It was Love at First Sight
Anne Schwartz’ Story about seeking a lifestyle connected to the land
Seeking a lifestyle that was more connected with the land, natural resources, and seasons, Anne Schwartz headed west in 1975. Initially destined for California, Anne stopped in Sedro-Woolley, WA to visit friends from Rutgers who found work in the timber industry after Forestry School. “It was love at first sight,” she describes her immediate connection to Skagit Valley. Anne and her husband, Mike Brondi, both had grown up in New Jersey. Most of their family and classmates were destined for jobs where you do the same thing day in and day out for 50 weeks out of the year and then you have your two weeks of vacation. They knew that lifestyle was not for them. “Coming to the Skagit Valley from New Jersey was literally like falling into paradise in 1975. It was really easy to find work, the people were so welcoming and friendly; people were really nice to each other.” Anne worked seasonal jobs off and on in the Skagit Valley while also studying Animal Science at Washington State University. She worked sorting potatoes, in the bulb fields for Lafeber Farms, and at a veterinarian clinic in Mount Vernon under Dr. Ray Bradberry.
Anne had initially planned on attending Veterinarian school, but after finishing up her degree at WSU was unable to get into the Veterinarian Medicine program which accepted very few women. Anne landed a job working for John Mower, a dairy farmer, at the Northern State Complex in Sedro-Woolley. After about a year working at Northern State, Anne began to work for Gene Kahn at Cascadian Farms, an organic farm just east of Rockport. Anne worked at Cascadian Farms for about 11 years. She was drawn to the concept of organic farming while back at WSU. During her time at WSU, in the 1970’s, farms were getting larger, soil erosion was a huge concern, and the demand on the natural resources to produce crops was becoming noticeably devastating to the environment. Anne was drawn to organic farming as an alternative way for food production that was more in line with her values.
A former Vietnam War activist and a women’s rights activist, Anne turned her activism and focus onto the food industry. Specifically, True Cost Accounting within the agricultural industry which takes into consideration social and environmental impacts when determining the cost and benefits of a crop. The current economic system does not take into consideration the upstream and downstream social and environmental costs of our resource use. It does not assign a value to the potential of pesticides leaching into aquifers which are relied on for drinking water, or bacteria and nutrient runoff associated with Concentrated Animal Feed Lot Operations causing significant damage to the air quality and the environment when not properly managed. Nor does the cost of food portray the low wages of migrant workers or the health implications associated with exposure to pesticides and toxic chemicals.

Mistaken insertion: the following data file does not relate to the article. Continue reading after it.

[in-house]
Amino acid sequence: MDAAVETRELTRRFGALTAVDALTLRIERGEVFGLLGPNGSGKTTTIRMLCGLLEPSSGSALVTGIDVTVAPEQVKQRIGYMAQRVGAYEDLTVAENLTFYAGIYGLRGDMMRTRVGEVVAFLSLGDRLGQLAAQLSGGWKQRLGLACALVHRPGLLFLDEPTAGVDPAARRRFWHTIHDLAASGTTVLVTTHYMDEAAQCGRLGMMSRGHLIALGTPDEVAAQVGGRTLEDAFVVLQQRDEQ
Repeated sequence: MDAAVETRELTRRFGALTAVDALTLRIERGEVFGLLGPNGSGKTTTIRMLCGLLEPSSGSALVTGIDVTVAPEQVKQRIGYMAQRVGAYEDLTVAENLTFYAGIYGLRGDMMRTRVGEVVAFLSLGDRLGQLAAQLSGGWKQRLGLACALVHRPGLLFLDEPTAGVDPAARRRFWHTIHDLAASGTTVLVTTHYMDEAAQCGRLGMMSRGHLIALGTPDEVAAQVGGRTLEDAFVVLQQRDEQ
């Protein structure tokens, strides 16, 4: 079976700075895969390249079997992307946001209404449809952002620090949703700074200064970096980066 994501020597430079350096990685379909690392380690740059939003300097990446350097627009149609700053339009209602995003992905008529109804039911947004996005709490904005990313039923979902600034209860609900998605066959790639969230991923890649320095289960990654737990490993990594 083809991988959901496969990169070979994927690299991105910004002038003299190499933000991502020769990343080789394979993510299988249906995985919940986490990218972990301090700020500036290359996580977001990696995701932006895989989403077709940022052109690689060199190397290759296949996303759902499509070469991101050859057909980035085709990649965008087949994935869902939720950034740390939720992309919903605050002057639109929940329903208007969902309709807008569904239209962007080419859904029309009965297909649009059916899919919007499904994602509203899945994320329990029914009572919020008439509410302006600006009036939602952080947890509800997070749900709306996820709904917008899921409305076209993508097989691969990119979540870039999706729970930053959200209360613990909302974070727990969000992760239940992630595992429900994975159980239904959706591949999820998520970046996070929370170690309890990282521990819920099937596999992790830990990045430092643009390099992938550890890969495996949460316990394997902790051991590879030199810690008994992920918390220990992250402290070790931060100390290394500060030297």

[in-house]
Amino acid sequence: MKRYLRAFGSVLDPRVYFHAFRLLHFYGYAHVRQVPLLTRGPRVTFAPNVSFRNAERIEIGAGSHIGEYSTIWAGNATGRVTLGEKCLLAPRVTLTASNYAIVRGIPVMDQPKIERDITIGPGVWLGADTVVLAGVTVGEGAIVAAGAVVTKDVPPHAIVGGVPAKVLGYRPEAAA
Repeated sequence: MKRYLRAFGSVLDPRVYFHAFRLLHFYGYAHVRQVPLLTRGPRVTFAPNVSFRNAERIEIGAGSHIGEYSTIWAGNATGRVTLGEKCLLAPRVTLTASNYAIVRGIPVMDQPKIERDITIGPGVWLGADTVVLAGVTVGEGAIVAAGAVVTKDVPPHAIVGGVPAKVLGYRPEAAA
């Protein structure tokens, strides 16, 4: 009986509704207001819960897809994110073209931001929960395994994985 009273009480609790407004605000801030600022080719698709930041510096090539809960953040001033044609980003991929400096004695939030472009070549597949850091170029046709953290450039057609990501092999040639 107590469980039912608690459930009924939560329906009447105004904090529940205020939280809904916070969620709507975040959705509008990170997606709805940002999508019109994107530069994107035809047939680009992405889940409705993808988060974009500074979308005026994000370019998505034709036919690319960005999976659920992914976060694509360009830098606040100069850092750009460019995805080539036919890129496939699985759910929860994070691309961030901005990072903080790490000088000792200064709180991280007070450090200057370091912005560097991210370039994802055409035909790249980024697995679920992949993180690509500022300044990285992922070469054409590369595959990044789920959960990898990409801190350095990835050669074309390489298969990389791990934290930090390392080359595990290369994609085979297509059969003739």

Anne has lived in Rockport for the past 40 years where she manages her organic farm, Blue Heron Farms. She has devoted her free time to changing food and ag policy, including co-chairing and chairing a national committee to develop national organic livestock standards, helping to write and pass the Organic Labeling Law in Washington State, assisting in Oregon and California to harmonize West Coast organic standards, and has sat on an advisory committee to several Deans at WSU’s College of Agricultural, Human, and Natural Resource Sciences. In her 40 plus years in the agriculture industry within the valley, her takeaway on the agricultural system is that we can not afford to lose any more farmers. She sees organic farming, including her own farm, as guinea pigs on how to produce food sustainably. When asked what the average Skagitonian can do to ensure farming stays in the valley, her response was quick, “Buy local.” Its as easy as that…
According to WSU, the organic farming industry within the Skagit Valley consists of 7,917 acres with more acreage in transition to organic. The value of organic production in Skagit County is $26,900,000, making it the leading organic agricultural producing county in Western Washington. (s3.wp.wsu/edu) Produce from Blue Heron Farms and other organic farms within the valley can be purchased at Skagit Valley Food Co-op, various farmers markets throughout the valley, and CSA or Community Supported Agriculture subscriptions.
This is one of many stories in a series about members of the community and what the Skagit means to them, we are calling this series of interviews This Skagit Life.
Skagit is a very special place, with healthy communities and spectacular natural resources. So much of what makes Skagit remarkable is the people who live, work, and play here. We realize that the health of the watershed depends on people seeking to protect that which they hold close to their hearts – without identifying what is special to each of us and then finding common areas of agreement, we will be less likely to succeed.
This Skagit Life is a partnership project between the Skagit Watershed Council and the Skagit County Historical Museum. This Skagit Life is a culmination of multiple oral histories from community members displayed as articles, events, and an exhibit at the Skagit County Historical Museum running April through September 2019.